Sunny and low 80s today, so after watching Stage 13 of the Giro d'Italia this morning, I set off on my own ride to Holly's house to help her out with some yard work and heavy lifting. It's a win-win, since her stuff gets done, and I get in some miles. I've finally found a relatively painless way through Schenectady to the Western Gateway Bridge into Scotia, so it isn't a bad ride, 29 miles R/T. Add in some lawn mowing, plant digging, mulch spreading, and bags-of-topsoil-moving, and the day is complete.

5 miles of trail maintenance tomorrow, so more of something like the same.

Thursday, May 20, 2010

Biking - SWC Thursday night beer and pizza ride

It was a warm breezy evening, and the perfect night for a ride. Several of us started out on an 18-20 mile ride along the north side of the Mohawk River from Clifton Park. After descending to River Road, the hammer-fest began. Terry took off out front, and I led the rest of the "peloton" at about 17-18 mph to Vischer Ferry, where I pulled aside and let Dennis take over. I also decided at that point to slow down and ride my own ride. Judy and Marilyn agreed, and we also decided to cut short the planned ride and take it easy back to the beer and pizza at the host's house where we had started.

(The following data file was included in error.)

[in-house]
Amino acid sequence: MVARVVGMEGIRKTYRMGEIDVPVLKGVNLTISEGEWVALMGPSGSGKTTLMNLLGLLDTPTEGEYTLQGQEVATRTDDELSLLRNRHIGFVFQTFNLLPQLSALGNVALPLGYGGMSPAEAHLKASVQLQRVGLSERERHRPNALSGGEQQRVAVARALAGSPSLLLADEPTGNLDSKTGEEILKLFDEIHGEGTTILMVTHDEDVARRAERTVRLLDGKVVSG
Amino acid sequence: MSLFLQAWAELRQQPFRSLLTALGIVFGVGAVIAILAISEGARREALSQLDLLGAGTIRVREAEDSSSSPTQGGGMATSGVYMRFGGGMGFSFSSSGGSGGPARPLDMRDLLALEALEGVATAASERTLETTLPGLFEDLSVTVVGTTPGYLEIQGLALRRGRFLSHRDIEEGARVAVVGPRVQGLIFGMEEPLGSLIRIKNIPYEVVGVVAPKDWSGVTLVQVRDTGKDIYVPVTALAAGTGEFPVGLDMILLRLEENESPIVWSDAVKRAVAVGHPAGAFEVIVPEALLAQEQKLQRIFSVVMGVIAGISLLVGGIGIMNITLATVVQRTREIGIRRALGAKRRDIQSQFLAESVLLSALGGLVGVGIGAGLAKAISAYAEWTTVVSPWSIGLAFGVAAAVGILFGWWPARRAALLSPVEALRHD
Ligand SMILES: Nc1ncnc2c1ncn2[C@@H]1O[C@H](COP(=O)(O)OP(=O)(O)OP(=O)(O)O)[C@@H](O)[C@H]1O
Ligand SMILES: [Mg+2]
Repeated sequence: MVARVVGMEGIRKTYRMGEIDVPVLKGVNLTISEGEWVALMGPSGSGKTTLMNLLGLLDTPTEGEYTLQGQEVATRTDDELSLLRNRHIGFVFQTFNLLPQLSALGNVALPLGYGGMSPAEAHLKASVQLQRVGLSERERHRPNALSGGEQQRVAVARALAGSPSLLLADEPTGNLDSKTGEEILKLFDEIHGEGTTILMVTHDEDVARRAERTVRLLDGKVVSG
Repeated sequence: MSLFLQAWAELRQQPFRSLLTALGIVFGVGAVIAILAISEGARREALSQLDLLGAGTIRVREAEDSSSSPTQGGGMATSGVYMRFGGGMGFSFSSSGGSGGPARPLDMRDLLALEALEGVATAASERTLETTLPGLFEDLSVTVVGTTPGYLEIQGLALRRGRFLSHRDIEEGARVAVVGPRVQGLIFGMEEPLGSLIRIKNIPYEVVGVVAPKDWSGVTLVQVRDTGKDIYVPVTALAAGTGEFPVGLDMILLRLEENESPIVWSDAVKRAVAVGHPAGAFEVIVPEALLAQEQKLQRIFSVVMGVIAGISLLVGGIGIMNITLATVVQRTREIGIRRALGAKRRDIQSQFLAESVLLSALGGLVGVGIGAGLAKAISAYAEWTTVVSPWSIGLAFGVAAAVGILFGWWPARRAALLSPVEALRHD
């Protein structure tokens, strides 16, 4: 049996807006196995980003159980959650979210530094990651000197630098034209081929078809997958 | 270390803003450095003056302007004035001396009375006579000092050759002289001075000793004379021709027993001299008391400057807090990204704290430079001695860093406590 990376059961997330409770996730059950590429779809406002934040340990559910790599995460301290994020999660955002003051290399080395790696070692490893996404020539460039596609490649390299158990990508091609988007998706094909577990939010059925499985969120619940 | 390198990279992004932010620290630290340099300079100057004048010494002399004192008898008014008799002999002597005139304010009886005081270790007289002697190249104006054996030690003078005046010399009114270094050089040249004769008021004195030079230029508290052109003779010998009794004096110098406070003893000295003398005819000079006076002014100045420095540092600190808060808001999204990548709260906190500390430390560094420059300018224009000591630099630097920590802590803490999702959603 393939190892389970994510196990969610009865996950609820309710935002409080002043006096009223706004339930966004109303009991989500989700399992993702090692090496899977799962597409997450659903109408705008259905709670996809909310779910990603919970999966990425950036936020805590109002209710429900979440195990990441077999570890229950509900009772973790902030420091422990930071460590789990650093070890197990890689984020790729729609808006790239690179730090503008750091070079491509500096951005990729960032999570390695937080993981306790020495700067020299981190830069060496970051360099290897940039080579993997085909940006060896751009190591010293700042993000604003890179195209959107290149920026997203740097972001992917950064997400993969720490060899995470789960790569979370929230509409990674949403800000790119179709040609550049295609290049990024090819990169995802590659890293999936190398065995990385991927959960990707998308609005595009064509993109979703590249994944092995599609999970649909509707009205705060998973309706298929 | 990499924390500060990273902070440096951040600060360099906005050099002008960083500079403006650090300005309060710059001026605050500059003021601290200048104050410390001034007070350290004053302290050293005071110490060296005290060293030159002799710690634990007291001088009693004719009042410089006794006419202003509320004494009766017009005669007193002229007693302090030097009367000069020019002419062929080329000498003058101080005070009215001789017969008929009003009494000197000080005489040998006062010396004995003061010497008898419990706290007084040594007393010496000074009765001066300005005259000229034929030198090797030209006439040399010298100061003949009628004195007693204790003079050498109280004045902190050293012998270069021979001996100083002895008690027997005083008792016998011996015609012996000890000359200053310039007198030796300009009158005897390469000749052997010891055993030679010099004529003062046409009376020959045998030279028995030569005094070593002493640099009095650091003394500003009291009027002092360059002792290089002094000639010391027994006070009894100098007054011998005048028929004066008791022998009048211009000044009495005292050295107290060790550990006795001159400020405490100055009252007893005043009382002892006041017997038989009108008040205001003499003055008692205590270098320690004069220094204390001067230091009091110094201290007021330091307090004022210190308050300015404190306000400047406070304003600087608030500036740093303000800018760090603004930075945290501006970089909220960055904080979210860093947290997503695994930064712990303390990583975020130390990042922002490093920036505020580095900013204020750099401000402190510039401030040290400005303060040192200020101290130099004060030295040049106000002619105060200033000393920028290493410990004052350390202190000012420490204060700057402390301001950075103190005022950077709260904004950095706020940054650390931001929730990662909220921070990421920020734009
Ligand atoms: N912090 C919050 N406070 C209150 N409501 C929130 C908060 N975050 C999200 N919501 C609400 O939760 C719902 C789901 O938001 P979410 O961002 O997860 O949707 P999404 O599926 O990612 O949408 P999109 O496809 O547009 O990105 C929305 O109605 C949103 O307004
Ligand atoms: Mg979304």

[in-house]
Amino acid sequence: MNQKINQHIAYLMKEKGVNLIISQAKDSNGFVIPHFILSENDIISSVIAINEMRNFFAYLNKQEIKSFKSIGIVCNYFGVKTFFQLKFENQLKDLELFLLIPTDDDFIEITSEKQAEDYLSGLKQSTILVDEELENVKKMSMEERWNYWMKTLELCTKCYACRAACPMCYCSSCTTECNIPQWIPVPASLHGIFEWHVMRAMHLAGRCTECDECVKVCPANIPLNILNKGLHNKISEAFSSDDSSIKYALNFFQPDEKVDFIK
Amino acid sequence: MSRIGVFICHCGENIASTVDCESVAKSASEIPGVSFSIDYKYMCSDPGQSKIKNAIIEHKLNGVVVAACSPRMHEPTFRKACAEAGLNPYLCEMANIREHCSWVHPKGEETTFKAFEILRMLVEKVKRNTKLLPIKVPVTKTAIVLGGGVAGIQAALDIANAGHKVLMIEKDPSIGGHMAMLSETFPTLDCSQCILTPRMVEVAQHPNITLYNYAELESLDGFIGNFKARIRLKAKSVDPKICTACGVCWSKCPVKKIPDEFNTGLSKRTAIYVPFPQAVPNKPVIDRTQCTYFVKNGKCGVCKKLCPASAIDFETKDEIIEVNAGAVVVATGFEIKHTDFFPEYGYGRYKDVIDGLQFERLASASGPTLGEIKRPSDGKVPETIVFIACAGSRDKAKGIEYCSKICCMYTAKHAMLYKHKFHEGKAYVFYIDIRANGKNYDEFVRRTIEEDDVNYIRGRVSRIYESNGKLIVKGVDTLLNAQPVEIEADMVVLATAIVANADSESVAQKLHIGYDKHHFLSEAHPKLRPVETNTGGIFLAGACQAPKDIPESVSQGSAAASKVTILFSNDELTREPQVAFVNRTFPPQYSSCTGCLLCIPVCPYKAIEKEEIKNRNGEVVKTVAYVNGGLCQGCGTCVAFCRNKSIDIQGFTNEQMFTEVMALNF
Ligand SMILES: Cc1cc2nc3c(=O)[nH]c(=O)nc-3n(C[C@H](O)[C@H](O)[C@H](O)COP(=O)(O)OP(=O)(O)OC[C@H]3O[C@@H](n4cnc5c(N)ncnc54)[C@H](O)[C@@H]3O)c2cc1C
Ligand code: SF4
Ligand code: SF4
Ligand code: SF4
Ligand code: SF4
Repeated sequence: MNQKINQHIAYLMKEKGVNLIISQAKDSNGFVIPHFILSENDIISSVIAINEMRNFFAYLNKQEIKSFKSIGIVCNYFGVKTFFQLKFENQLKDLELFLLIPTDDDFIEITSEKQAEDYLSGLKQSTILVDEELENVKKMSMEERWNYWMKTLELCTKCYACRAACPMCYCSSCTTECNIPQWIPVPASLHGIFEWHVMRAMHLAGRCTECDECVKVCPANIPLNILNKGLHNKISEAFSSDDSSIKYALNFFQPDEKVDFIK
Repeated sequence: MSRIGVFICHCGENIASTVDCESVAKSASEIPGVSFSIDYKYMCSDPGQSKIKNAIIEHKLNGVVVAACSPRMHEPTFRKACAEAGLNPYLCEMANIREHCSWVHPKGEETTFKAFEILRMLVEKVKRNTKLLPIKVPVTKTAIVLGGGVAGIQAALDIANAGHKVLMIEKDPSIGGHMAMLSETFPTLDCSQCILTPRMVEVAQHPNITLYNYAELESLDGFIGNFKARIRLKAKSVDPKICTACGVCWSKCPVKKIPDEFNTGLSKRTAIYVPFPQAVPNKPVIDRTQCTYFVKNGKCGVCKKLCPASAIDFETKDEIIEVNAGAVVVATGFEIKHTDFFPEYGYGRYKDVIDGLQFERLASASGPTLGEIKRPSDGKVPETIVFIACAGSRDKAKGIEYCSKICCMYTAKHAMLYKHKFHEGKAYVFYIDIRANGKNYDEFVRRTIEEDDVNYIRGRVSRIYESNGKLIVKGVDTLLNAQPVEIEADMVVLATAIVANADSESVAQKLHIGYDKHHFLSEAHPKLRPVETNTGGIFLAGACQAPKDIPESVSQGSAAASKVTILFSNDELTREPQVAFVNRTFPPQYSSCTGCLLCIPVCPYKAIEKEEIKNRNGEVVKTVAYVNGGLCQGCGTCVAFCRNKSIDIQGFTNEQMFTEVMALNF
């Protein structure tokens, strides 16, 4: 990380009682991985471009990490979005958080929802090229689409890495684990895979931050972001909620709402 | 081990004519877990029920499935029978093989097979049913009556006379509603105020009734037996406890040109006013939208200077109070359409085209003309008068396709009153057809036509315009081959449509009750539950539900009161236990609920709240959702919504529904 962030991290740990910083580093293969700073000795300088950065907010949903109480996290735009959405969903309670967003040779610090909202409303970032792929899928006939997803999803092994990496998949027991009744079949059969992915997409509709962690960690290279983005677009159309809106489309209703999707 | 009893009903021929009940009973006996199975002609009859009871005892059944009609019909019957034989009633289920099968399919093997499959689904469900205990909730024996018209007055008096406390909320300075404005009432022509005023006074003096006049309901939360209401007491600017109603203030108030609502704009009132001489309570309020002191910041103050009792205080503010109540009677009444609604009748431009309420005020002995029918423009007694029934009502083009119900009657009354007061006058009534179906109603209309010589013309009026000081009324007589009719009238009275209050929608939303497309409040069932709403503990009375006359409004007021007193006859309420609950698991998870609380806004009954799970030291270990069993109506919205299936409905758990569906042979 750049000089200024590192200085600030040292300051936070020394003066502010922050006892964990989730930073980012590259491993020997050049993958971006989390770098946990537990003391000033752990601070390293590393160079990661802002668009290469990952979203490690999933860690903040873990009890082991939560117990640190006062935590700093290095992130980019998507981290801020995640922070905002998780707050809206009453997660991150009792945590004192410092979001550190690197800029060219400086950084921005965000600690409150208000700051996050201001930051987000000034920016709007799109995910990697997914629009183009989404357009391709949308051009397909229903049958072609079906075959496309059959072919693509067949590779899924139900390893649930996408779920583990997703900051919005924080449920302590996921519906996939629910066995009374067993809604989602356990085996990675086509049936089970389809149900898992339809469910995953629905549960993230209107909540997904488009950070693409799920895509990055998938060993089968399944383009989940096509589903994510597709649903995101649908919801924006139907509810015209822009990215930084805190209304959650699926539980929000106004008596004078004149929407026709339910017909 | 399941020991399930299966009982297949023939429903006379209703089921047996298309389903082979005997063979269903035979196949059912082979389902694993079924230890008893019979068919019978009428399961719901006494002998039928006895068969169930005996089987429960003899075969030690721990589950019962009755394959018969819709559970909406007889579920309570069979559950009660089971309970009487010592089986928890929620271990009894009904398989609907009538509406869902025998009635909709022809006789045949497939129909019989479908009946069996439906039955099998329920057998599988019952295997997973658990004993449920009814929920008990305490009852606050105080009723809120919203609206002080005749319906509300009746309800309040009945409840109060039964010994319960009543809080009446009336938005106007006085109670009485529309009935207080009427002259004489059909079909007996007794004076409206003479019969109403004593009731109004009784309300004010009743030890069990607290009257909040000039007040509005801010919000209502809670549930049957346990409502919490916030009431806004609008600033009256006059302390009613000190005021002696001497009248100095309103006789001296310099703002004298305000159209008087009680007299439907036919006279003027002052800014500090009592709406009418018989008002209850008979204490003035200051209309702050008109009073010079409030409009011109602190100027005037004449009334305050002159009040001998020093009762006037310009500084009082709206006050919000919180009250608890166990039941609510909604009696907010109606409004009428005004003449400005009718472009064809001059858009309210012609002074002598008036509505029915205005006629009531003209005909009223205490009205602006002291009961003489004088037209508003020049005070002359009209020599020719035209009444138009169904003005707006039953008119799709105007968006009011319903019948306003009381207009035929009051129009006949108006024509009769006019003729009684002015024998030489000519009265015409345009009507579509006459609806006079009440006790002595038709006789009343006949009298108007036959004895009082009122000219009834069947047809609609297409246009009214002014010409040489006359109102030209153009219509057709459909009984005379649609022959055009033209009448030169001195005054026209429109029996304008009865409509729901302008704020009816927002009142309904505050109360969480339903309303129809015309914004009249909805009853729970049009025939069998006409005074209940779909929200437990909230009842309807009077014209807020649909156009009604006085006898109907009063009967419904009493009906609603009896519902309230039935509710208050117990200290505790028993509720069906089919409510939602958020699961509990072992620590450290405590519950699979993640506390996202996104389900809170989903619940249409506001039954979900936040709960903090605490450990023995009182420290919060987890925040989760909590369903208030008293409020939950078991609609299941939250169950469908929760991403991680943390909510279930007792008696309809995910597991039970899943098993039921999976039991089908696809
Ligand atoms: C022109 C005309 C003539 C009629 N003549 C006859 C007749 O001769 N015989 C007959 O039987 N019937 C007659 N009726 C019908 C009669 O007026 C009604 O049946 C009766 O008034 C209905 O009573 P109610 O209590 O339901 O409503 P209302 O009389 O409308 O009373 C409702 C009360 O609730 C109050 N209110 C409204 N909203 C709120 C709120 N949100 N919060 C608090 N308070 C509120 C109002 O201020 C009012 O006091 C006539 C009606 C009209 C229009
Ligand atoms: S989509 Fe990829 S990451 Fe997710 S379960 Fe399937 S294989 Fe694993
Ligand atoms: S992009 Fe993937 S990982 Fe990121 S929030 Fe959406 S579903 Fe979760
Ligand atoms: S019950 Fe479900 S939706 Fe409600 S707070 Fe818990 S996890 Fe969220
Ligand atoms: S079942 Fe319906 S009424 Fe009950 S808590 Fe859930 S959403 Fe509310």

For some reason, these Thursday night SWC rides always get going much faster than I usually ride, and tonight, I was as guilty as anybody else. It's fun for a while, but it's just not my normal style. It was a real pleasure to just relax and enjoy the rest of the ride at a leisurely pace.

Wednesday, May 19, 2010

Tuesday, May 18, 2010

Biking - Cool, cloudy 26 with a climb

Today dawned cloudy and uninspiring, and there were scattered showers about as well, but with tomorrow unavailable because of weather and other commitments, I couldn't waste the morning. By the time I got up and about, had breakfast, and dealt with some business issues, I only had time for a shorter ride before a noon conference call. So I went back to my old reliable Grant Hill loop, with a few changes. I explored a couple of Guilderland town parks (hoping for a restroom!) and wound up with a 26-mile, 800+ foot ride, getting home just in time for a sandwich before the call. Aside from a little residual soreness from yesterday, I felt the leg strength returning, and had a good ride.

Monday, May 17, 2010

Biking - Back in the saddle again

After 10 days off the bike, today's nice weather was all I needed to clear the afternoon and get out for a ride. I knew I'd probably lost something in those 10 days, so I settled for an easy 30 miles starting from my driveway. There's not a lot of climbing (800+ feet) on this route, but it gets me out for 2-3 hours of pedaling and saddle time, and is a good ride to ease back into the routine. I definitely felt less endurance than 2 weeks ago, but that will return with time. It was a nice day to be out, with light winds and lots of sun. I hope to start bumping up the mileage again in the weeks to come.